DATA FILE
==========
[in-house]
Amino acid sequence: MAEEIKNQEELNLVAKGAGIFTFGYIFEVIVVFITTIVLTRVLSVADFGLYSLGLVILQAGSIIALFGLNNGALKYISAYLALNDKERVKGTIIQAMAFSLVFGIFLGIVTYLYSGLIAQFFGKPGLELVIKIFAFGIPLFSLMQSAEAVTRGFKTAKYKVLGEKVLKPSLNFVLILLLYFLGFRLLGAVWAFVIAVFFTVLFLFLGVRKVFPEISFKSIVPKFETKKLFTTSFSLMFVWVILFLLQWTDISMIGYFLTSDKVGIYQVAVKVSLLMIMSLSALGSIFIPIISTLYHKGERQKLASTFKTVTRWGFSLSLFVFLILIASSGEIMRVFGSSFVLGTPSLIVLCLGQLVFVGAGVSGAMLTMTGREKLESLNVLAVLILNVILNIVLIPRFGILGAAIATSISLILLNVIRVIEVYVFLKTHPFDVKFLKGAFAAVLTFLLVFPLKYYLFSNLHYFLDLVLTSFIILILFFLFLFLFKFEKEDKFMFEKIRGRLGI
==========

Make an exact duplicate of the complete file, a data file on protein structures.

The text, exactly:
[in-house]
Amino acid sequence: MAEEIKNQEELNLVAKGAGIFTFGYIFEVIVVFITTIVLTRVLSVADFGLYSLGLVILQAGSIIALFGLNNGALKYISAYLALNDKERVKGTIIQAMAFSLVFGIFLGIVTYLYSGLIAQFFGKPGLELVIKIFAFGIPLFSLMQSAEAVTRGFKTAKYKVLGEKVLKPSLNFVLILLLYFLGFRLLGAVWAFVIAVFFTVLFLFLGVRKVFPEISFKSIVPKFETKKLFTTSFSLMFVWVILFLLQWTDISMIGYFLTSDKVGIYQVAVKVSLLMIMSLSALGSIFIPIISTLYHKGERQKLASTFKTVTRWGFSLSLFVFLILIASSGEIMRVFGSSFVLGTPSLIVLCLGQLVFVGAGVSGAMLTMTGREKLESLNVLAVLILNVILNIVLIPRFGILGAAIATSISLILLNVIRVIEVYVFLKTHPFDVKFLKGAFAAVLTFLLVFPLKYYLFSNLHYFLDLVLTSFIILILFFLFLFLFKFEKEDKFMFEKIRGRLGI